# ENH: Interval type should support intersection, union & overlaps & difference #21998

Open
opened this issue Jul 20, 2018 · 3 comments

Projects
None yet
Contributor

### haleemur commented Jul 20, 2018

#### Problem description

We have the Interval type in pandas, which is extremely useful, however the standard interval arithmetic operations are missing from the pandas implementation. I would be happy to work on this enhancement.

#### One should be able to do the following with `pandas.Interval`

The example uses numeric intervals, but the same operations are also valid for time series intervals.

```# following proposed operations and suggested behaviour:

import pandas as pd
i0 = pd.Interval(0, 3, closed='right')
i1 = pd.Interval(2, 4, closed='right')
i2 = pd.Interval(5, 8, closed='right')

# 1. intersection
i0.intersection(i1)
# should return: pd.Interval(2, 3, closed='right')
i0.intersection(i3)
# should return: np.nan (or, perhaps a more appropriate null-interval representation)

# 2. union
i0.union(i1)
# should return: pd.IntervalIndex([pd.Interval(0, 4, closed='right')])
i0.union(i2)
# should return: pd.IntervalIndex([pd.Interval(0, 2, closed='right'), pd.Interval(5,8, closed='right')])

3. overlaps
i0.overlaps(i1)
# should return: True
i0.overlaps(i2)
# should return: False

3. difference
i0.difference(i1)
# should return: pd.Interval(0, 2, closed='right')
i0.difference(i2)
# should return: pd.interval(0, 3, closed='right')```
Member

### jschendel commented Jul 20, 2018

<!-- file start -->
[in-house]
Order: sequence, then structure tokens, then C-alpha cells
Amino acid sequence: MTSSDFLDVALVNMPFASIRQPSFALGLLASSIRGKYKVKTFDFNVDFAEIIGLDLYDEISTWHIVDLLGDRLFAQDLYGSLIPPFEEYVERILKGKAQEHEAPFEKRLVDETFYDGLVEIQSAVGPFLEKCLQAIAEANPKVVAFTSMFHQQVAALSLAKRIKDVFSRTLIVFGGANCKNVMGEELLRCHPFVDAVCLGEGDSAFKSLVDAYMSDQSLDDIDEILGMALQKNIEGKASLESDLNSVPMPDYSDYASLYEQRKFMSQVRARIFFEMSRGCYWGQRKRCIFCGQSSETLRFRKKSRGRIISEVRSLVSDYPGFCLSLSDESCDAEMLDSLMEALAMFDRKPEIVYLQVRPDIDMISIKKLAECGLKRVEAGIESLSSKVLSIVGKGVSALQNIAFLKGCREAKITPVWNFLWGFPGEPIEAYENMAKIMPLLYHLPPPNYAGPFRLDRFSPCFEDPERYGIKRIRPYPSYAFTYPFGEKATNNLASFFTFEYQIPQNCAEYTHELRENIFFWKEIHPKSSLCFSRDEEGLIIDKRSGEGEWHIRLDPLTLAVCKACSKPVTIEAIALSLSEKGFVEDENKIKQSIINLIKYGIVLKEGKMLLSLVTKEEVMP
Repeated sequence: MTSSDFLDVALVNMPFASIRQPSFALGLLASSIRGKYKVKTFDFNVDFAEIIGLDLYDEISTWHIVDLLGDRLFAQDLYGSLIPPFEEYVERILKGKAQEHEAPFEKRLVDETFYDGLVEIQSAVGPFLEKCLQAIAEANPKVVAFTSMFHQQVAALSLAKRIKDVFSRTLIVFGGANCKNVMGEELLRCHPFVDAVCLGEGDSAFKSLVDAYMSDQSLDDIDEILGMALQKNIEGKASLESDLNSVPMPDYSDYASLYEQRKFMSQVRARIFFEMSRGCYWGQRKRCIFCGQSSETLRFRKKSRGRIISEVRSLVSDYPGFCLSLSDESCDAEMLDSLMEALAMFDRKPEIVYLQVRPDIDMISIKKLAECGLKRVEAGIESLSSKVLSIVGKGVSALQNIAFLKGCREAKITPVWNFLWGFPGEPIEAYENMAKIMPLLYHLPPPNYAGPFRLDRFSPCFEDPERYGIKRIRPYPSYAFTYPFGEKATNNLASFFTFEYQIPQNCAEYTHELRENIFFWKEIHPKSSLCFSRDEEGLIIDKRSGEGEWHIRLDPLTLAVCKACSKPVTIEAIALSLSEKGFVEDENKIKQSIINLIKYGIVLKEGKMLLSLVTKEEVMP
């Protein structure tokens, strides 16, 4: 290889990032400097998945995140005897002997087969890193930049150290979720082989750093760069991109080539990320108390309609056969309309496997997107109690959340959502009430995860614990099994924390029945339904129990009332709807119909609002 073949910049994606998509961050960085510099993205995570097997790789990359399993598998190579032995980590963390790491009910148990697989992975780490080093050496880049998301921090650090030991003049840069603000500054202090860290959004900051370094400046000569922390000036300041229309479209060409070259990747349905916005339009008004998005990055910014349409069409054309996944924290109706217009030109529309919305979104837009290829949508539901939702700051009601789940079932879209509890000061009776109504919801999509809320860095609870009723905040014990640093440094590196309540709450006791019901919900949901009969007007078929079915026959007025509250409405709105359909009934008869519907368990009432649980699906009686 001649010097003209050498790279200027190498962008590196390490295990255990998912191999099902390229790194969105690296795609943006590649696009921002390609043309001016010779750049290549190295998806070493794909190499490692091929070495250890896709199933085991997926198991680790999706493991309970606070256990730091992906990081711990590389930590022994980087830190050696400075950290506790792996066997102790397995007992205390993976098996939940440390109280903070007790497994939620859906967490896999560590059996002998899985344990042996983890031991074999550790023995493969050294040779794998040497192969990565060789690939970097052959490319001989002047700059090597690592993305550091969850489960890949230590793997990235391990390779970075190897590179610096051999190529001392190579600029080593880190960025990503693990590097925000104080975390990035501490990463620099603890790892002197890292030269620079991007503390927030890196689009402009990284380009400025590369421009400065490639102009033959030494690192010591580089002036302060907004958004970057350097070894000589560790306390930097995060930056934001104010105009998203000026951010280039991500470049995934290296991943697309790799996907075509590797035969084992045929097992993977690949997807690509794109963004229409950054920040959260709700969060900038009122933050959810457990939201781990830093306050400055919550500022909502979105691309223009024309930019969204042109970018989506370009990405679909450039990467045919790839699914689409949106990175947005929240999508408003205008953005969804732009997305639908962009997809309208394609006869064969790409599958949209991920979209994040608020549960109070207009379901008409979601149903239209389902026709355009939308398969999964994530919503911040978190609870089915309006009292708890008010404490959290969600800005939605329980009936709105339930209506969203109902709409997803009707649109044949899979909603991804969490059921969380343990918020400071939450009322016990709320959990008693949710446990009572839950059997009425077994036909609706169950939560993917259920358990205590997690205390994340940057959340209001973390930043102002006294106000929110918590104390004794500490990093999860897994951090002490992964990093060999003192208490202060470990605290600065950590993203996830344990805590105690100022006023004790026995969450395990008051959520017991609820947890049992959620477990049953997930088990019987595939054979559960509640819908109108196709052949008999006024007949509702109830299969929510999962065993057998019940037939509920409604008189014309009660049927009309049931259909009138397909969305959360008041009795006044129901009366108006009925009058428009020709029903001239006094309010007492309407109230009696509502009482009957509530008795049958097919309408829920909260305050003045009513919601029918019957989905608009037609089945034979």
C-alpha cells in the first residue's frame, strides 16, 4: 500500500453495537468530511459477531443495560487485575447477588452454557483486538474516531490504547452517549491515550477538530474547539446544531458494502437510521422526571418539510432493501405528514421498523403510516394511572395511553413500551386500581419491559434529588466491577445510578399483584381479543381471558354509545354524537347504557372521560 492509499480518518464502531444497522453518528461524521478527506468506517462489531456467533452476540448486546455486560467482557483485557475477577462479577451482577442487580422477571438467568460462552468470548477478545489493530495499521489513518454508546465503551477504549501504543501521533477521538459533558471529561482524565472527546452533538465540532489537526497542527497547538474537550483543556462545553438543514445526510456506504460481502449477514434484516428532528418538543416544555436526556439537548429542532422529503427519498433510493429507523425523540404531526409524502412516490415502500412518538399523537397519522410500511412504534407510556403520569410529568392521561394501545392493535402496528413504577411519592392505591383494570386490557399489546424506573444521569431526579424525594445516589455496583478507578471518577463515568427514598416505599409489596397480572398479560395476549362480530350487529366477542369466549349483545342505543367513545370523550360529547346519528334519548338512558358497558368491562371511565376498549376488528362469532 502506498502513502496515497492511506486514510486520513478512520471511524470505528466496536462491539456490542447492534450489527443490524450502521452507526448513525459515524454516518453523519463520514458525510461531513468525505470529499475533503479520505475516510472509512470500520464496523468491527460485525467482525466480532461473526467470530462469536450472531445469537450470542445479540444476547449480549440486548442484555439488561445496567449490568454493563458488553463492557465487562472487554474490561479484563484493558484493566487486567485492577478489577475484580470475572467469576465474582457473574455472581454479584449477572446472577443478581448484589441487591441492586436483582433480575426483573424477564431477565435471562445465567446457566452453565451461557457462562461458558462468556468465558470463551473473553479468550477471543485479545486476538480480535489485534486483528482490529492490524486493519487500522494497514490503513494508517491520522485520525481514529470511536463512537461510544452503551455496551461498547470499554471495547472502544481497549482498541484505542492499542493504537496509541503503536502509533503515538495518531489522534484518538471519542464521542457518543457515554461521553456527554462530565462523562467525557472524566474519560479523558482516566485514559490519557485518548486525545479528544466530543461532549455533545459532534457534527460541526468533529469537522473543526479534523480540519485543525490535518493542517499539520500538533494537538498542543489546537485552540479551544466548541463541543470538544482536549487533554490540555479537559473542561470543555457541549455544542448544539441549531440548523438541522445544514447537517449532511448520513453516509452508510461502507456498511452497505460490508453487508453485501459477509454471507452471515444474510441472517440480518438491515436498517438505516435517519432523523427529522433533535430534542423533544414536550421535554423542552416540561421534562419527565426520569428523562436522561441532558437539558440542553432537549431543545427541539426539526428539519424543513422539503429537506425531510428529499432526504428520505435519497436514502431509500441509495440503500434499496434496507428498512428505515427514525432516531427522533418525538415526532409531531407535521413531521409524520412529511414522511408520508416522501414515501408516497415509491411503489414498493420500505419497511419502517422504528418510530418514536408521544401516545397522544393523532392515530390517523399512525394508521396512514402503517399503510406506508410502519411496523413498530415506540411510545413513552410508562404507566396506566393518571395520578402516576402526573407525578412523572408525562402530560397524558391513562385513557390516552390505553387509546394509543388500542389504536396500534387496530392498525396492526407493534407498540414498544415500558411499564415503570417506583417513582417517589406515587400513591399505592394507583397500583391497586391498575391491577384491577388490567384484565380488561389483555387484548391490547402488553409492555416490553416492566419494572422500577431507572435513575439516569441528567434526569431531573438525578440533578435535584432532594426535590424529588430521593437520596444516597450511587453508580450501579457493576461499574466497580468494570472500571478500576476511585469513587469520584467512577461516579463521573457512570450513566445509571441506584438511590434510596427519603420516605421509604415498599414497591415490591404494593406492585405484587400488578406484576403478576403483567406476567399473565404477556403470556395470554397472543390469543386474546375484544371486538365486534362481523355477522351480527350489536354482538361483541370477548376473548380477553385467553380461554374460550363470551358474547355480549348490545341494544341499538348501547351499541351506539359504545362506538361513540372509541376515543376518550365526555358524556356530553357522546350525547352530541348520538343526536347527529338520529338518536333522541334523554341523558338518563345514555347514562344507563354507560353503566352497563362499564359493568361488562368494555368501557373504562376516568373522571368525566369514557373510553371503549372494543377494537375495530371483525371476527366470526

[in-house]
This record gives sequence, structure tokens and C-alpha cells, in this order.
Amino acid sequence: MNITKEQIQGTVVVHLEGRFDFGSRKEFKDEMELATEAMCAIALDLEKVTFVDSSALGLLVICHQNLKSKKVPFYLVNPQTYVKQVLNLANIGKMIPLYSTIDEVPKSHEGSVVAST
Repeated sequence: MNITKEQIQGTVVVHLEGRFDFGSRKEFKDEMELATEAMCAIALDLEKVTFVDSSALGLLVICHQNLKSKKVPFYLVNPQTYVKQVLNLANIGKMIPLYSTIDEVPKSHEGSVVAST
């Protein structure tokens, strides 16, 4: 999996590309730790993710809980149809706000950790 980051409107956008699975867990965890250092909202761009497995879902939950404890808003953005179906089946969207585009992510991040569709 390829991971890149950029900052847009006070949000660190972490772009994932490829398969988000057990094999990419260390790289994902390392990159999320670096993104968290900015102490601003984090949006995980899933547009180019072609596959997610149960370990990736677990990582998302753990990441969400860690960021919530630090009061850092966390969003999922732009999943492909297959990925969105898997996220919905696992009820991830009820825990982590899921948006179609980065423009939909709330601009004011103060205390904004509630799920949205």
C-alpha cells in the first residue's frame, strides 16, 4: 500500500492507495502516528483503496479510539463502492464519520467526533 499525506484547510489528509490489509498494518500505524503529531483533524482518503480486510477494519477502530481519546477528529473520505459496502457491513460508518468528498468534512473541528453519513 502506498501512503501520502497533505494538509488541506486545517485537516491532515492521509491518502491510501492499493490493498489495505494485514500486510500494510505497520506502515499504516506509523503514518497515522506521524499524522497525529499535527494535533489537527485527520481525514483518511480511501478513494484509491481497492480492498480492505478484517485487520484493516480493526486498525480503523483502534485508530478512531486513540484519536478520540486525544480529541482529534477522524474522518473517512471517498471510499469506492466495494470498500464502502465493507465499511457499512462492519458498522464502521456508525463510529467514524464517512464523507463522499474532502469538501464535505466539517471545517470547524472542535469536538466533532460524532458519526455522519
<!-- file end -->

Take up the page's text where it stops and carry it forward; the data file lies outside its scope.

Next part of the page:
xref #19480 This is reasonable, though some care is needed if these operations are to work between intervals with mixed `closed`. My initial inclination was to simply not allow mixed `closed` operations, but they seem generally well defined after thinking about it. For example, the following seems reasonable: ```In : i0 = pd.Interval(0, 2, closed='both') In : i1 = pd.Interval(1, 3, closed='neither') In : i0.intersection(i1) Out: Interval(1, 2, closed='right')``` The only thing that immediately comes to mind as problematic is `union`. Mixed `closed` should be fine if the intervals are overlapping. For example, using the intervals defined above, the following seems reasonable: ```In : i0.union(i1) Out: Interval(0, 3, closed='left')``` Non-overlapping intervals with the same `closed` should also be fine, though I'd like to note that my preference would be to return an `IntervalArray` (newly implemented, slated for 0.24.0) instead of an `IntervalIndex`: ```In : i2 = pd.Interval(8, 10, closed='both') In : i0.union(i2) Out: IntervalArray([[0, 2], [8, 10]], closed='both', dtype='interval[int64]')``` The problematic case for `union` is when you have mixed `closed` intervals that are non-overlapping. We can't use `IntervalArray` (or `IntervalIndex`) in that case, as they require all intervals to be closed on the same side. The options would be to either raise an error, or return a numpy object dtype array: ```In : i3 = pd.Interval(8, 10, closed='neither') In : i0.union(i3) Out: array([Interval(0, 2, closed='both'), Interval(8, 10, closed='neither')], dtype=object)``` I'm not sure if an object dtype array actually provides an utility here, and seems a bit unnatural, so I'd lean towards raising. Could be convinced otherwise if anyone has a practical use for it though.

Member

### jschendel commented Jul 20, 2018